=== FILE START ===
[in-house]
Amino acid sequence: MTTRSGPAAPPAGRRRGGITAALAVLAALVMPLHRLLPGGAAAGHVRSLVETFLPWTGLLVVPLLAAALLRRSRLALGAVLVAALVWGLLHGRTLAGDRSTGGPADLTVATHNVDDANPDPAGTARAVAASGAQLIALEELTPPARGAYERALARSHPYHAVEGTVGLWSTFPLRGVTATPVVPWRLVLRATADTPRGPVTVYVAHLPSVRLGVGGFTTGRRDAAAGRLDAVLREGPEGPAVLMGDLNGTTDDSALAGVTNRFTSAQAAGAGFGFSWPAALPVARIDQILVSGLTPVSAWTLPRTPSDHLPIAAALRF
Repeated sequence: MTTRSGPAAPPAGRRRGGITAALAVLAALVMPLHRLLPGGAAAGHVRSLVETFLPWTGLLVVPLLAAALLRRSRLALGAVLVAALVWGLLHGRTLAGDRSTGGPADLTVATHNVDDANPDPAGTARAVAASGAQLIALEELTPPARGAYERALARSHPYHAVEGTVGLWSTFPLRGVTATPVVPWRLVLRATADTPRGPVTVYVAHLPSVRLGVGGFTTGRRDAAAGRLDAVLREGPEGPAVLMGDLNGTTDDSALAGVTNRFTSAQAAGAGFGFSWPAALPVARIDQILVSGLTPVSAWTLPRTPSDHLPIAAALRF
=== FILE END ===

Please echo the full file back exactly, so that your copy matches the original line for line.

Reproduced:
[in-house]
Amino acid sequence: MTTRSGPAAPPAGRRRGGITAALAVLAALVMPLHRLLPGGAAAGHVRSLVETFLPWTGLLVVPLLAAALLRRSRLALGAVLVAALVWGLLHGRTLAGDRSTGGPADLTVATHNVDDANPDPAGTARAVAASGAQLIALEELTPPARGAYERALARSHPYHAVEGTVGLWSTFPLRGVTATPVVPWRLVLRATADTPRGPVTVYVAHLPSVRLGVGGFTTGRRDAAAGRLDAVLREGPEGPAVLMGDLNGTTDDSALAGVTNRFTSAQAAGAGFGFSWPAALPVARIDQILVSGLTPVSAWTLPRTPSDHLPIAAALRF
Repeated sequence: MTTRSGPAAPPAGRRRGGITAALAVLAALVMPLHRLLPGGAAAGHVRSLVETFLPWTGLLVVPLLAAALLRRSRLALGAVLVAALVWGLLHGRTLAGDRSTGGPADLTVATHNVDDANPDPAGTARAVAASGAQLIALEELTPPARGAYERALARSHPYHAVEGTVGLWSTFPLRGVTATPVVPWRLVLRATADTPRGPVTVYVAHLPSVRLGVGGFTTGRRDAAAGRLDAVLREGPEGPAVLMGDLNGTTDDSALAGVTNRFTSAQAAGAGFGFSWPAALPVARIDQILVSGLTPVSAWTLPRTPSDHLPIAAALRF